Kings Review: How Money Corrupts American Lawmakers

”There is one thing about which we all agree, left, right, center: Money has corrupted our politics,” says Rep. Sydney Millsap (Eisa Davis), summing up the point and the plot of “Kings,” a new play written by Sarah Burgess (“Dry Powder”) and directed by Thomas Kail (“Hamilton”) that opens tonight at the Public Theater. The Congresswoman, a Gold Star widow newly elected as the first black woman to represent her district in Dallas, Texas, learns the bitter lesson of money and politics while fighting to resist the moneyed interests and do what’s right on a particular bill.

The two lobbyists

The moneyed interests are wholly represented on stage by two of the three other members of the cast, lobbyists Lauren and Kate (Aya Cash from ‘You’re The Worst” TV series and Gillian Jacobs from “Community.’) It is to the playwright’s credit that she does not paint these young women as evil incarnate, but as good-natured players in a game that was not of their making. This is simply the way it’s done. Similarly, the fourth character, Sen. John McDowell, is the amiable son of an oil field mechanic who has learned what it takes to advance in politics. The chairman of the Senate finance committee, popular with his

Lauren used to work on Sen. McDowell’s staff. Now she lobbies him.

colleagues, McDowell has ambitions to be president. (There is a mixed message, though, in the casting of Zach Grenier, who has made a meal out of playing villainous or at least semi-villainous characters; he is best known for his role as divorce lawyer David Lee in The Good Wife.) Millsap is the only character of the four who can seem outright rude, as if the playwright is saying it takes an anti-social lawmaker to be guided by principles.

“Kings” feels as sophisticated and enlightening as Burgess’s maiden play, “Dry Powder,” also directed by Thomas Kail and produced at the Public Theater two years ago, which focused on greed and ambition among the players in a private equity firm. But it is also dryer than “Dry Powder,” which got mixed reviews but was a hit – though perhaps its starry cast (Clare Danes, Hank Azaria,  John Krasinski) had more to do with its popularity than the subject matter.

It seems clear that the research Burgess conducted for “Dry Powder” helped guide her in the writing of “Kings,” perhaps too much so. The bill that gets Rep. Millsap in trouble with her own (unspecified) political party would tax carried interest. The play spends an inordinate amount of time explaining what carried interest is and debating the reasons why it should be taxed.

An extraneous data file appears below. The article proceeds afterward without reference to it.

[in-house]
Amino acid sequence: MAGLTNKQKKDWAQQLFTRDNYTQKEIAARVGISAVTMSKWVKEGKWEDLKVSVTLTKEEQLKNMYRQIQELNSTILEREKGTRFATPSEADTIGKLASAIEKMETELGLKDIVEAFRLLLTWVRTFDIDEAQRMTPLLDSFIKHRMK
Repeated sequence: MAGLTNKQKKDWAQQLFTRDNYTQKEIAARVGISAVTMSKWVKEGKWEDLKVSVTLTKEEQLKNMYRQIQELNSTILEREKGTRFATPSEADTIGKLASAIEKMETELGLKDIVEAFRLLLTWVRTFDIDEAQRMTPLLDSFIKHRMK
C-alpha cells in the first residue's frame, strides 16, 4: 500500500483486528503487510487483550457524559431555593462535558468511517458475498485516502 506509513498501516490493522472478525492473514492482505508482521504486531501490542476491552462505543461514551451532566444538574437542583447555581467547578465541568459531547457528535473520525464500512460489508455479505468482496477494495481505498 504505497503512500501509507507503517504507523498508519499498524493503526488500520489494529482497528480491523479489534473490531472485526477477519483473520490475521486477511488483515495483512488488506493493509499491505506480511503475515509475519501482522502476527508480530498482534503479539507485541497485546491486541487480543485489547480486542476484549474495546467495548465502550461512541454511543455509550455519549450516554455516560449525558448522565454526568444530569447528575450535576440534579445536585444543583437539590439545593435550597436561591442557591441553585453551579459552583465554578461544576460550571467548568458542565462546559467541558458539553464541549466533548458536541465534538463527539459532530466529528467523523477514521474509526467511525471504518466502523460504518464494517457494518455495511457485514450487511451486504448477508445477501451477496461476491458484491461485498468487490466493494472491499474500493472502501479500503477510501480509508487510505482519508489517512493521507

The playwright’s choice to focus on a financial issue is certainly logical: If the play is meant to talk about the influence of money, why not have it be about an issue directly involving money? One could even argue that a better-known issue affected by moneyed interests – such as gun control – would divide the audience along ideological lines, and hijack the audience’s attention from a focus on the money. (It’s as if the playwright herself is trying to persuade all theatergoers, “left, right, center”  to agree with her essential argument.) Yet, the playwright’s choice to avoid issues that matter deeply to many people makes “Kings” feel more academic than urgent.

Still, for those open to a civics lesson, the play is credibly instructive in the myriad ways that money warps the political process. We see (as we have many times before) how money affects campaigns: Sydney has to spend seven hours a day making calls to potential donors. We see how moneyed interests make or break lawmakers: Sydney’s support for the carried interest tax bill causes her pro-business donors to withdraw their support, and throw it to a more pliable candidate to challenge her in the primary, a maneuver engineered with the help of Sen. McDowell, who sweetens the blow by having arranged a lucrative private sector job for Sydney. (Her combative response is to run against Sen. McDowell.) But we also see some lesser-known phenomena, such as how lobbyists don’t just try to sway votes on behalf of clients, but manufacture legislation for them. Kate lobbies Sydney on a bill she says will help solve the opioid crisis: Patients with foot pain would be required to see a podiatrist before receiving any opioid-based painkiller. Her client is the podiatry industry.

There are signs that, beneath her machinations, Kate retains some idealistic impulses, as she takes some half-hearted stabs at aiding Sydney’s quixotic quests. But it’s Sydney who draws our attention, in her willingness to be uncompromising. The low-key performance by Eisa Davis (Passing Strange, House of Cards) makes her stubbornness feel plausible, helped along by Paul Tazewell’s costumes; he dresses her mostly in no-nonsense pants-suits or western attire (plaid shirt and hunting vest).

As in “Dry Powder,” director Tommy Kail inserts flashing lights and loud pop music between each scene, as if we’re briefly visiting a disco. This feels out of place during the show, but on reflection, a disco almost fits as a metaphor for Congress, given our dysfunctional democracy – a place that drowns out conversation.

Public Theater
Written by Sarah Burgess
Directed by Thomas Kail
Cast: Aya Cash, Eisa Davis, Zach Grenier, and Gillian Jacobs
Scenic Design: Anna Louizos
Costume Design: Paul Tazewell
Lighting Design: Jason Lyons
Original Music & Sound Design: Lindsay Jones

Running time: 90 minutes, no intermission

Tickets $85 to $150 ($20 lottery, other discounts)


Kings is scheduled to run through April 1, 2018


Author: New York Theater

Jonathan Mandell is a 3rd generation NYC journalist, who sees shows, reads plays, writes reviews and sometimes talks with people.

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